- Tesla CEO Elon Musk violated the terms of his agreement with the Securities and Exchange Commission, the agency said in a court filing Monday.
- In a tweet last week, Musk said Tesla would produce 500,000 vehicles this year then later corrected himself and said it would only make about 400,000.
- Tesla acknowledged in a letter that Musk’s first production tweet wasn’t preapproved by the company.
- Under the settlement, Tesla is supposed to preapprove all his communications with shareholders that include “material” information about the company.
Elon Musk’s tweets have gotten him in trouble with the Securities and Exchange Commission again.
The SEC is alleging that Tesla’s CEO misled investors with a tweet last week about the company’s expected vehicle production targets. What’s more, the agency is charging that because Musk didn’t get preapproval of the tweet by Tesla, he’s in violation of the terms of a settlement he and the SEC reached last fall, and asked a judge to hold him in contempt of the federal court that approved that settlement.
“Musk did not seek or receive pre-approval prior to publishing this tweet, which was inaccurate and disseminated to over 24 million people,” the SEC said in a filing with the US District Court for the Southern District of New York. “Musk has thus violated the court’s final judgment by engaging in the very conduct that the pre- approval provision of the final judgment was designed to prevent.”
A Tesla representative declined comment on the SEC filing.
On Tuesday afternoon, Musk said on Twitter that Tesla would produce 500,000 cars this year — a number that was far above its previous forecasts. Four hours later, he revised himself, saying that the company actually still estimates it will produce only 400,000 cars this year, but that it expects to be producing them at a 500,000-car rate by the end of the year.
Tesla didn’t preaprove Musk’s tweet
The slip-up seemed problematic, and not just because investors may have traded on the erroneous number Musk gave first. Musk had agreed last fall to have his communications with shareholders — including his tweets — pre-approved by a company lawyer as part of his settlement with the SEC.
In correspondence with the SEC, Bradley Bondi, who represents Tesla as a lawyer for Cahill Gordon & Reindell, acknowledged that Musk hadn’t gotten pre-approval of his first production-related tweet last week, but argued that wasn’t a problem.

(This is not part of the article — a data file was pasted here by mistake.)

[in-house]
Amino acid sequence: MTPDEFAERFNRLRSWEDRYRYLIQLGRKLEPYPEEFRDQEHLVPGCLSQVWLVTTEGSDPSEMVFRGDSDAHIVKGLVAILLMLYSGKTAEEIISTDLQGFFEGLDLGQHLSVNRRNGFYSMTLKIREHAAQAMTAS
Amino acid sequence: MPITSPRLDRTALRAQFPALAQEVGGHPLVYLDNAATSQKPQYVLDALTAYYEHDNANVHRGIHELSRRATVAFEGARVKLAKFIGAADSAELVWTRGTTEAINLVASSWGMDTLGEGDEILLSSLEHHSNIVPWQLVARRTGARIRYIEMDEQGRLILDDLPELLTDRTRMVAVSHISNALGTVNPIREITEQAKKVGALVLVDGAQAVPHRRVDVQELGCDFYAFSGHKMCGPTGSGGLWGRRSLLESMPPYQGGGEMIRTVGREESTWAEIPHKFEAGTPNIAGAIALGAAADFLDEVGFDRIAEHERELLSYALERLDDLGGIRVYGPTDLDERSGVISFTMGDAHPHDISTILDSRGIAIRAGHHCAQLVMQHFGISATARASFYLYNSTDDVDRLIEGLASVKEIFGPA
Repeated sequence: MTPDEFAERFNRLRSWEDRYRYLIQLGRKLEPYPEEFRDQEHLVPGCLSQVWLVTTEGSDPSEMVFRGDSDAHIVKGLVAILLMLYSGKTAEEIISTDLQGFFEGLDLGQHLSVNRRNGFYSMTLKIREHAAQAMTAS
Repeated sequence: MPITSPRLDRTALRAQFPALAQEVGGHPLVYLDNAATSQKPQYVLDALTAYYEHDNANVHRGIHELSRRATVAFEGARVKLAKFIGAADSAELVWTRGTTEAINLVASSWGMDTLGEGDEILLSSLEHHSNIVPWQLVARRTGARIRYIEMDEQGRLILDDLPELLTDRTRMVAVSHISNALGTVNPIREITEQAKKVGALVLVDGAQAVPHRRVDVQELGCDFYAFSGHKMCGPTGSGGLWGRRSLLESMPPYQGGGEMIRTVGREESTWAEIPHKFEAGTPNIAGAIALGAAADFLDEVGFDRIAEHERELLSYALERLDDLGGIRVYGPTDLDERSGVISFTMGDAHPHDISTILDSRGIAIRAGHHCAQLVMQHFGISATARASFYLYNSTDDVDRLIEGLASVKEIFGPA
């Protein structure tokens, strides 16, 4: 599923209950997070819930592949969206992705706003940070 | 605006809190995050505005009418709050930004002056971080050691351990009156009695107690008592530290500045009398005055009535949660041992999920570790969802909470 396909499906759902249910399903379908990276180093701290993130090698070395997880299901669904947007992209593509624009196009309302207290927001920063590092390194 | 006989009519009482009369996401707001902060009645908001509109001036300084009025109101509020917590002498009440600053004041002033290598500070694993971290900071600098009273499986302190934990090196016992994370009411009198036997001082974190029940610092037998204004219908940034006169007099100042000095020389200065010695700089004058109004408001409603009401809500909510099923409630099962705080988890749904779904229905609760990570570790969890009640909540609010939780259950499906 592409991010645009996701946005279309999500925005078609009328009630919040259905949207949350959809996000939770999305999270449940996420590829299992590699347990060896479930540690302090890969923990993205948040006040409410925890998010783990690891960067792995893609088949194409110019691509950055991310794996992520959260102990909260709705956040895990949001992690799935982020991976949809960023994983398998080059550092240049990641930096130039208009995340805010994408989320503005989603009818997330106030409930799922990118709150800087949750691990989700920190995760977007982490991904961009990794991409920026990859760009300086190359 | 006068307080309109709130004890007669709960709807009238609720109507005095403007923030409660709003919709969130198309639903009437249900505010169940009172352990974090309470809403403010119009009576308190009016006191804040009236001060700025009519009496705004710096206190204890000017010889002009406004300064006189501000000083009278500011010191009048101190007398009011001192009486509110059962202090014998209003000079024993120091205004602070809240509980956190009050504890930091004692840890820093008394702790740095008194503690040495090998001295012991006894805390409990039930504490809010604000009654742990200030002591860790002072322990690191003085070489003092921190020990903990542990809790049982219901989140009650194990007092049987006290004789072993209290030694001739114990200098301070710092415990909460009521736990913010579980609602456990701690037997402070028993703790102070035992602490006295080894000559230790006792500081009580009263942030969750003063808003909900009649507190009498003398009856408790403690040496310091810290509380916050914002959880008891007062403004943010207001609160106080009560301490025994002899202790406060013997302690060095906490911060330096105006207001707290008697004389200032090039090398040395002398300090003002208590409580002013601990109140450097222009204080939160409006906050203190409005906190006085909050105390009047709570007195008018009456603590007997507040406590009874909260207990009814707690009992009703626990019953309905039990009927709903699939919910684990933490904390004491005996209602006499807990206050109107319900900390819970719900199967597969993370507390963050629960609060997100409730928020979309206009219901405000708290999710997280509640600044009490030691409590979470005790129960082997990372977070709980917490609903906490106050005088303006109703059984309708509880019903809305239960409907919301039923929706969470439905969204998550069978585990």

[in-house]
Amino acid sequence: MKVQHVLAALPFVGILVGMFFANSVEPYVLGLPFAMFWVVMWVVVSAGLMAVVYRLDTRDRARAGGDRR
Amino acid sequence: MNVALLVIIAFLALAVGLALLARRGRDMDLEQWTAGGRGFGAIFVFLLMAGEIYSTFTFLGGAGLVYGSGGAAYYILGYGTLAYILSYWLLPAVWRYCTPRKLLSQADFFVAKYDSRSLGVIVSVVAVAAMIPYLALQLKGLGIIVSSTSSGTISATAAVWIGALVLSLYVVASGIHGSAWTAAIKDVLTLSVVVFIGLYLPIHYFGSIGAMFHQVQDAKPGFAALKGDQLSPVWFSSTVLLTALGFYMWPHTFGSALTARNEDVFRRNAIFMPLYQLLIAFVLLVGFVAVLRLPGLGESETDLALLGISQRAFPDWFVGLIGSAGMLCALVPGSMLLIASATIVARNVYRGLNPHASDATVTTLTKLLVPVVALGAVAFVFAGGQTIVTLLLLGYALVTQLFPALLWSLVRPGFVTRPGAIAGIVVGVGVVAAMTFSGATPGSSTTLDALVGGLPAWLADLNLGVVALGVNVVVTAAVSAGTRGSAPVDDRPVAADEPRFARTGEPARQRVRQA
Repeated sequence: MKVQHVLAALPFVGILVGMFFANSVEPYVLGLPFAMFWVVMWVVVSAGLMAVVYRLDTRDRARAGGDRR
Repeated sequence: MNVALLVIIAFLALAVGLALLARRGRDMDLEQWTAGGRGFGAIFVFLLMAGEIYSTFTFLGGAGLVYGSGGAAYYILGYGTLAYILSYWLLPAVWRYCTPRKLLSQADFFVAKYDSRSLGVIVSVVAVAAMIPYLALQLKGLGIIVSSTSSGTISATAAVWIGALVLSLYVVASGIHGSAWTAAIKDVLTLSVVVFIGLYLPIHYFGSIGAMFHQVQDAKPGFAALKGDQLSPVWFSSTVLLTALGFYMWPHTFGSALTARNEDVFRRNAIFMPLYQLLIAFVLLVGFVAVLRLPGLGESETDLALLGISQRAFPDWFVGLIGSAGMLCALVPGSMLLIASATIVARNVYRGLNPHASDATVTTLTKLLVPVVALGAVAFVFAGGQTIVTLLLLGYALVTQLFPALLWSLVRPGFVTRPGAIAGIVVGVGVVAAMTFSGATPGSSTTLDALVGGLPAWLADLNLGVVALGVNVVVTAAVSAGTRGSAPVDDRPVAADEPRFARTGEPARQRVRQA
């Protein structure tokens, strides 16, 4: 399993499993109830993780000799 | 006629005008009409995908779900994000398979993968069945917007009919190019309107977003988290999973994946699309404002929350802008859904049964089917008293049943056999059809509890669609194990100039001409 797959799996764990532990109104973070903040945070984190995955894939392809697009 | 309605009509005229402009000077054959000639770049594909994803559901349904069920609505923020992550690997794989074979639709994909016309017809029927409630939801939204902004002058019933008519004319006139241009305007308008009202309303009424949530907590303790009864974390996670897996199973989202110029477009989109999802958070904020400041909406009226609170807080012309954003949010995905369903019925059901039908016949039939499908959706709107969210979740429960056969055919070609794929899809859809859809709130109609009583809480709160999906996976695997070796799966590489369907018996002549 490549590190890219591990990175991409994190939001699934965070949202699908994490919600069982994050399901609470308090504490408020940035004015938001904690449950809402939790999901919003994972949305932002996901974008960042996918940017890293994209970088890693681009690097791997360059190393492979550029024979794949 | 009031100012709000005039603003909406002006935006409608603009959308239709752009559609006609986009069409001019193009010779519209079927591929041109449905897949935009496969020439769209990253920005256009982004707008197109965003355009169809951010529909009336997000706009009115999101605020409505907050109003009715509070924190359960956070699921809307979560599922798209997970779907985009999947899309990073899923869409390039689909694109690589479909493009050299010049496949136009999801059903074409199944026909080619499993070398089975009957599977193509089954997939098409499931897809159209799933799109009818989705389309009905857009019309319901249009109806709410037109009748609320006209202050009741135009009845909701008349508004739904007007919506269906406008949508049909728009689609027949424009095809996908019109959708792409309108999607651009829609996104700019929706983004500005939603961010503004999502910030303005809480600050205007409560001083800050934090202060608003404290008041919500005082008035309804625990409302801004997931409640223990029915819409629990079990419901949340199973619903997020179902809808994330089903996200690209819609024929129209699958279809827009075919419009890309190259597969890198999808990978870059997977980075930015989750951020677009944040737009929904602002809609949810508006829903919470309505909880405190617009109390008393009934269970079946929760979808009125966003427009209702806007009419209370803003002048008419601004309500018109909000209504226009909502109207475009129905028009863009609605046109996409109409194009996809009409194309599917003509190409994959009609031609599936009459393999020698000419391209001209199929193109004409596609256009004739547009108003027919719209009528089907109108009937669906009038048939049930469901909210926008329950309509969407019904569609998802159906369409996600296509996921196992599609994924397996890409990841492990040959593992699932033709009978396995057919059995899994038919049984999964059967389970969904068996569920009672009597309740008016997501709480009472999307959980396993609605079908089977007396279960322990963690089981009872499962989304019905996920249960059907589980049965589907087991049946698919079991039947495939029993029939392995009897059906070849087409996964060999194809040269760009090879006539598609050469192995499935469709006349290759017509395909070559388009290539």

“Although the [first] tweet was not individually pre-approved, Mr. Musk believed that the substance had already been appropriately vetted, pre-approved, and publicly disseminated,” Bondi said. “Moreover, the tweet was made outside of NASDAQ trading hours.”
But the SEC was having none of it. The policies Tesla put in place at the agency’s behest as part of last fall’s settlement explicitly require the company to pre-approve all of his communications with shareholders concerning information that’s “material” to the company, the agency said in its filing. Those policies name Musk as a person at the company whose communications need to be preapproved and they state that tweets are among the communications that need preapproval, the agency said. And it was “clear” that the number of cars Tesla would produce this year was material information, it said.
“The provision of the Court’s Final Judgment requiring Musk to obtain pre- approval before publishing written statements containing material information about Tesla is clear and unambiguous,” the agency said.
Musk’s tweet was ‘obviously different’ from Tesla’s prior statements
In his letter, Bondi said Musk thought he was just restating production information the company had released 20 days earlier in its fourth-quarter report. That information — which included the 500,000-car year-end run rate — had been vetted and approved by company lawyers, he said.
But Tesla’s own policies now require communications to be reapproved by its attorneys if they are more than two days old even if they are a verbatim restatement of a previous communique, the SEC said. And Musk’s first tweet wasn’t a verbatim restatement, the agency said.
“Musk’s claim that he thought he was simply restating information from the January 30 communications is not credible,” the agency said. “Musk is the CEO of Tesla and undoubtedly familiar with the details of Tesla’s production projections,” it added, saying that the first tweet was “obviously different” from Tesla’s previously stated production targets.
Even beyond last week’s tweets, Musk hasn’t been making a “good faith” effort to comply with the settlement agreement, the agency said. It pointed to his interview with CBS’ “60 Minutes” in December in which he said the he respects the justice system, he didn’t respect the SEC and his tweets weren’t being reviewed before he posted them. Although that interview took place before the settlement terms took effect, they indicate that Musk had no intention to abide by them, the agency said.
Indeed, there’s no indication that even after the settlement took effect that Musk has “sought or obtained” Tesla’s approval of any of his tweets before he posted them, the SEC said.
“While Musk claims to ‘respect the justice system,’ his deliberate indifference to compliance with this court’s final judgment indicates otherwise,” the agency said.
Musk first got in trouble for his ‘funding secured’ tweets
Musk and Tesla’s settlements with the SEC were an outgrowth of his infamous tweets last August that he had “funding secured” for taking the electric car maker private at a price of $420 a share. The agency charged that the tweets were misleading because he didn’t actually have a funding agreement in place for such a transaction.
As part of the settlements, Musk and Tesla each agreed to pay the SEC a fine of $20 million and to put in place a series of governance reforms and new policies over communications with shareholders.